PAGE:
Exactly how much of a change in temperature does 60 degrees feel like? From around 35 degrees in Bangkok less than two weeks’ ago to colder than -25 this weekend in Harbin. As a species, we humans are pretty adaptable.
Around 500km from the Russian border, north west of Beijing, Harbin is a city famous for its annual snow and ice festival. And nutters diving into near-freezing water in a cleared area of an otherwise frozen lake (2 metres thick of ice). Of those appearing in swimming attire and braving the water, I don’t think any were below 50 years old and most appeared over 60. Whether this means the youngsters are too scared or the older folks have spent their entire life preparing for the moment is a bit of a mystery.
Bronwen made a fairly decent gnome snowman a couple of years ago (small in height but not in stature, commanding the garden as he did) and this took some time to create. The sheer size and intricacy of some of the exhibits in the Sun Island Snow Sculpture Park felt like they must have been years in the making. Walls of snow tightly packed and sculpted into remarkable, perfect detail. Some of them not just for visual effect either, with a snow castle allowing its visitors to climb to the top and then proceed down a snow slide in a rubber tube. Most people holding on tightly, Bronwen holding on less so after being unceremoniously shoved down before having a chance to grab the tube’s handles.
This being China, the tranquil nature of the snow sculpture park had to be interrupted at some point. And why would you not have 30 or so completely random mascots (Tigger, a few Tellitubbies, Porky Pig, etc.) dancing to Gangnam Style?
Since Harbin is in the north of China, a Siberian Tiger Park seems appropriate. Our guide proudly declared there to be over 1000 tigers living there, and we’d been told in advance we were able to purchase live animals to feed to the tigers. Live animals of unknown species or origin. Nobody in our group decided to do so, but the tigers weren’t going hungry. The staff provided live chickens, dangled on wooden poles, hoisted up and down to both torment the tigers and torture the chickens. Whilst seeing the tigers roaming relatively freely is an incredible sight, and one could argue live food is what they’re use to eating, killing a chicken doesn’t seem like much of a challenge. Other animals (to select as food) were apparently available; I can’t say we were too upset we didn’t get to see that particular sight.
After a couple of hours out in the cold it’s obviously great to get back to the comfort of our luxury transport. 15 degrees it said on the digital thermometer inside the coach, which would have been wonderfully warming if true. At -9 degrees we discovered the thermometer didn’t have room to show the “-“ sign when showing minus double digits. Although, to be fair, it did reach +9 at one point.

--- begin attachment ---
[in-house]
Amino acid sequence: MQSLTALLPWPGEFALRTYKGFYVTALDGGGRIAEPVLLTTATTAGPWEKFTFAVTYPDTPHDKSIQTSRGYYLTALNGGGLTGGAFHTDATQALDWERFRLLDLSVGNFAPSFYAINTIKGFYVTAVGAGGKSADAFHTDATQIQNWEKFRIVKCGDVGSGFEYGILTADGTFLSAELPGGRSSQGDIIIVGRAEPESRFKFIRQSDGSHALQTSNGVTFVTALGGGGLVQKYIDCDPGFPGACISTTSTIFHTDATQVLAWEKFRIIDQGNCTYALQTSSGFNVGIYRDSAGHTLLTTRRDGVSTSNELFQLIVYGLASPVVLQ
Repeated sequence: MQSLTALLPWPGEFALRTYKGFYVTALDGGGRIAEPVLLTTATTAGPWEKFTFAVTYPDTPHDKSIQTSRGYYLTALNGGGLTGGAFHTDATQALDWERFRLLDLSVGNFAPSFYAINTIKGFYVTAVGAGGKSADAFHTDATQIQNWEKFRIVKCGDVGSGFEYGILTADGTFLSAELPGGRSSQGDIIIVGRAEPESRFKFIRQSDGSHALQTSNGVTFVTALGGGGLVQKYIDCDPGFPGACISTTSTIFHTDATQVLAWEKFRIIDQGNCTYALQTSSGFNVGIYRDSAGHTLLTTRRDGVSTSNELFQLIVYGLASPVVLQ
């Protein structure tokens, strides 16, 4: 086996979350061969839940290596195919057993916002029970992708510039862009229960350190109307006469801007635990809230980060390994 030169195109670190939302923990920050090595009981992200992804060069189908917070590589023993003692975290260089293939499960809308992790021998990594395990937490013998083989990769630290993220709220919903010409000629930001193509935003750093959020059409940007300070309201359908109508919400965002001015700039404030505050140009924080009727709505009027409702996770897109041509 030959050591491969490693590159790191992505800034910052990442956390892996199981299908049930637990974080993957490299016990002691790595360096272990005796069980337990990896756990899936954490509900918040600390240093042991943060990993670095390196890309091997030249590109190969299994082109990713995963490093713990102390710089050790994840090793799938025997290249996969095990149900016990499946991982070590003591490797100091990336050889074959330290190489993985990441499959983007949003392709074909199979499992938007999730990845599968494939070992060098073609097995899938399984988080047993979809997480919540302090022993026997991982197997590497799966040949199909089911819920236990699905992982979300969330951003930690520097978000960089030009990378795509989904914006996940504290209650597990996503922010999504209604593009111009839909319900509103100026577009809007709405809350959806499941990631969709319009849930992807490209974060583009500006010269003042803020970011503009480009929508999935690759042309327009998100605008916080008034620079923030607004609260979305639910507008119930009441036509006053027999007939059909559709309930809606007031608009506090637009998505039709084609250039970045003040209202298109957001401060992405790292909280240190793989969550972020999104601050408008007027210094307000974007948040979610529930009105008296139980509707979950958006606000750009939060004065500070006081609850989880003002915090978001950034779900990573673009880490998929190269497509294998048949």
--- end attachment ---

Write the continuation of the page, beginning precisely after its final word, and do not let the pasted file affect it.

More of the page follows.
We spent Saturday evening at Harbin’s Ice and Snow World, which was kind of like a world of snow and ice. Chaos to get in (Chinese-style queue*) and chaos to try and experience the sights (you may well climb the ice mountain to slide down the ice slide but do not dare hesitate on your way up). The ice slide could have done with being little more icy, since I spent half the journey down straddling a poor Chinese bloke in front of me as he became stuck in front whilst Bron and Nicole became impatient behind.
With the temperature approaching -30, I think most of us were glad to eventually retreat to the hotel despite the incredible displays on offer. There’s only so much you can take in whilst your feet gradually switch themselves off.
Unfortunately one of the group suffered an injury after sliding and falling backwards onto his head. A night in hospital in Harbin and a slow trip back to Shanghai awaits (since the doctors did not want him to fly). At the time of writing, I hear he is feeling much better and a second scan has apparently revealed all is OK.
We awoke early on Sunday morning to experience the majesty of the previously mentioned snow swimming.
We made our way back to Shanghai via a very busy Harbin airport on Sunday afternoon with many tourists making their way back to warmer climates. This meant the many layers of clothing had to be removed whilst in the airport, and many people having the same idea: head to the two solitary locker changing rooms (getting changed in the airport toilets would have been unthinkable – I checked). With a Chinese queue forming, we gave up and practiced national stereotypes by getting changed without waiting for the lockers: Bronwen and I hid behind some kind of cleaning vehicle whist Stefan (German) just got changed out in the open. Gabrielle gracefully discarded anything unwanted whilst maintaining both dignity and her Canadian coolness.
It was 5 degrees in Shanghai when we landed on Sunday night. It felt tropical.
*A vague queue unless somebody happens to just walk to the front at an opportune moment.